AN SC 260 Ch.2
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Chemical and physical breakdown of foods into smaller and simpler particles
passage of molecules from the gi tract through the mucosal cells in to blood or lymph systems.
What is the purpose of the GI tract? does digestion = absoprtion
- - assimilation of nutrients
- - exclusion of unnecessary or harmful substances (not everything we consume is good for us)
- - some nutrients can be digested but not absorped.
Comparative nutrition. What is comon in digestion in animals
- - All have common elements, principals and processes of digestive physiology. All animals have similiar processes.
- - All intake of food through the mouth, digestion of feed, absorption of nutrients, transport of absorbed nutritents to the site of metabolism, excretion of waste products, ultimate goal is maitenace.
What is digested from feed? What are they used for?
proteins - polypeptide to peptides and amino acids. Animal will use amimo acids to create protieins
starches- sugars absorped and used for energy
structural carbohydrates (fibers) -
triglyerides - fatty acids, mono and digylcerols. Broken down by the enzyme lipase.
What nutrients are absorped?
- - Mono and diglyerides (lipids)
- - sugars (starches and structural CHO)
- -peptides and amino acids (proteins)
- -vitamins, minerals, and water
What is the ultimate goal of eating food?
Nurtirents beyond the level of maintenace can?
support growth, reproduction, movement, depostion of stored nutrients (reserves)
Difference among species in digestive physiology is due to degree? How do they differ?
eating - specialized mouth structures. type of teeth (grinding cutting), presence/absence of teeth.
digestive tract. diet is based on digestive physiology. Structures, functions from the start of the digestive tract to the end.
absorption of nutrients. - transports and other mechanisms
metabolism of nutrients. - maintenace, production/work.
excretion of waste products.
How are animals different in removing wastes.
- - Feeces, typically stuff not used by the animal
- - Urine, excetion of excess nitrogen.
- Ureotelic (urea, mammals), is the inbewteen. takes a fair bit of energy and water.
- Uricotelic (uric acid), birds and land reptiles. Doesnt take very much water but does take lots of energy to go to uric acid
- Ammonotelic (ammonia), fish. Needs lots of water (is very toxic) depends on how much water, can be acid.
Classification based on the structures present. What are the 3 types of classifications. Provide an example
- -Monogastric (chicken)
- - Non ruminant (or monogastic) herbivorie (have very high diets and fibre)
- - Ruminant (have specialized able to use fibre effeciently, cows)
Classification based on type of diet. Examples. Are these classifications strict
- Herbivore plants (sheep, deer)
- Carnivoire (moslty meat, bobcat)
- Omnivorie (meat/plants, humans and pigs have GI tract for both meats and plants)
No can be somewhat blurry
Mongastrics. Examples. Description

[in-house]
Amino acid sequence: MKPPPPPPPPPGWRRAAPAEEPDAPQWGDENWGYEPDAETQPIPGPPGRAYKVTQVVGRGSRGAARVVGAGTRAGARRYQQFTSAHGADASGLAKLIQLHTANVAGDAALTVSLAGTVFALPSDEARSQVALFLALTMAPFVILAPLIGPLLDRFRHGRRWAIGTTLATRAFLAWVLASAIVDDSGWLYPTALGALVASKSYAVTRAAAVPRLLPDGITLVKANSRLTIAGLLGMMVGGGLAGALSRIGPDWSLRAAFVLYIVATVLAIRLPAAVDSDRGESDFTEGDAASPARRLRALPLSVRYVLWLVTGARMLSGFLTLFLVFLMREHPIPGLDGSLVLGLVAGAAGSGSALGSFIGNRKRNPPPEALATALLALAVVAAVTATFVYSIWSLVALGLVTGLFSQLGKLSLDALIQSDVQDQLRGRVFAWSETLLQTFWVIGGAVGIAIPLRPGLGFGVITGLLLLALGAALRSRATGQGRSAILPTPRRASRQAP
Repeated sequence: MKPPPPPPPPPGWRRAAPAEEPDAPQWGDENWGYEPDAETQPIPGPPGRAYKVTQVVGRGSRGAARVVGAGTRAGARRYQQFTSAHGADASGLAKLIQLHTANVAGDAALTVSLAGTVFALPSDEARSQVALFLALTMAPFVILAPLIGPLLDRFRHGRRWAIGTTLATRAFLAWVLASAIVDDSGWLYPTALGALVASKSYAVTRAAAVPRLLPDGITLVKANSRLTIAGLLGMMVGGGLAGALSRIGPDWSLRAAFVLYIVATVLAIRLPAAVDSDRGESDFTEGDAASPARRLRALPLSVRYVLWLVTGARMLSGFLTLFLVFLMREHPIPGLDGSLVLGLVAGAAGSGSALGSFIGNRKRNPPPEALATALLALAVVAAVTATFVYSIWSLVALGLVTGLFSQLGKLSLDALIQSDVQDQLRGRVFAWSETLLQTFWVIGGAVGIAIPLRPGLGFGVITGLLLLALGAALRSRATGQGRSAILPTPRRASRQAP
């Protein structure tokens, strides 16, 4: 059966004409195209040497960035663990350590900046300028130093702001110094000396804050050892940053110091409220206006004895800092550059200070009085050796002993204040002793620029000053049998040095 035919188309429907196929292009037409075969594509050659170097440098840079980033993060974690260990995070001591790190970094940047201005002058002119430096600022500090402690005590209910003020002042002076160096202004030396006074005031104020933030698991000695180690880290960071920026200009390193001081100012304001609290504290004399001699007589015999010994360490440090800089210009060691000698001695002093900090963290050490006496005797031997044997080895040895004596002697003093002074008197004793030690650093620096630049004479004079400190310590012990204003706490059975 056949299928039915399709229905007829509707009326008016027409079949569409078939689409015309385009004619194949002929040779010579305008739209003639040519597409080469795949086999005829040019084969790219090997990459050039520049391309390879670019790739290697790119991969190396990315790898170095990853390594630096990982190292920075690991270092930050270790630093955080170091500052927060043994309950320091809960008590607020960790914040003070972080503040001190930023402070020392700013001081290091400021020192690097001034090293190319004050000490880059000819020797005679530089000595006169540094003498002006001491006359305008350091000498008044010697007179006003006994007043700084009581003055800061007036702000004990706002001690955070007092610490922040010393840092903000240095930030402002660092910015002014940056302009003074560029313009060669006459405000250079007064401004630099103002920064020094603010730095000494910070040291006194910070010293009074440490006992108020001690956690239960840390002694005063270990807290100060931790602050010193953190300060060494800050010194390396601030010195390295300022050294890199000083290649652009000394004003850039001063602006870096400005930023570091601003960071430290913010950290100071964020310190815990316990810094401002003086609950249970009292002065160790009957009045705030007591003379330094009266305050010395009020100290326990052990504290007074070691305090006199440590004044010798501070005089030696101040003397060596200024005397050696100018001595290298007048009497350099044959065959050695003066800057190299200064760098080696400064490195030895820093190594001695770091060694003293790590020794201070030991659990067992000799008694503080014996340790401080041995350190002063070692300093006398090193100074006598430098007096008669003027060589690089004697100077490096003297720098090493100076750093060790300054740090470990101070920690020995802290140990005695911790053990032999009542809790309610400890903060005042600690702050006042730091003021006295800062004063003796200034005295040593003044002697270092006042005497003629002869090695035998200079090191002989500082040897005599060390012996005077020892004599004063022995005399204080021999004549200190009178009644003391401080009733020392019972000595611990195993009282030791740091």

- - Pig, fowl, dog, mink, fish and monkeys.
- - Simplest digestive system
- -limited capacity (volume to body size)
- - limited/variable microbial action
- -limited fibre digestion
- -adapted to highly digestable diets (grains, digestible plant material)
- see pic 3 lecture
Non ruminant herbivore. Examples. despcriptions
- -horse, rabbit, guinea pig, hamster
- -feeding requirements bewteen monogastric and ruminant.
- -functional ceccum.
- -large intestine plus ceccum conatin microbes (fibre digestion produces VFA's leads to energy, microbes also lead to vitamin B synthesis)
- -fermentation occurs after much of the absorptive sections of the GI tract
Horses... Good hind gut fermenters?
Horses provide a good enviro for microbes to survive and ferment. Known as hind gut fermenters. Thats why they can eat hay and such.
Ruminant. Examples. descriptions.
- -cattle, sheep, bison, deer, and elk
- -mouth, no upper incisor or canine teeth
- -four stomach compartments (rumen where most of the fermentation happens, reticulum, omasum, abomasum)
- -more space greater volume. 9x digestive capacity of the human
What are the microorganism in a cow? How many? What do they do? What is the relationship? How is it different then in a non ruminant herbivorie
- Bacteria - 25-80 billion
- protozoa - 200,000 - 5,000,000 /ml
allows digestion of fibre - production of VFAs, also able to produce vitamin B's and essential amino acids
fermentation takes place before absorptive surfces
See diagrams of stomachs on page 4
Why does man have a small ratio of intestinal: body length? and cows a long
humans have 10:1. shows that we are omnivoires. Shows that we eat meat which is quite easy to break down/absorb. Compared to cattle 20:1 have a large intestinal because it is harder to break down plants
Body Lenght: gut length in Erbivories? Why such low ratios?
- Ostrich 1:13
- Rhea 1:8
- Chicken 1:4
- Emu 1:4
- Cassowary 1:3
birds neeed to have effiecient DT. They have reverse parstalosis so are able to move food back and forth over the DT
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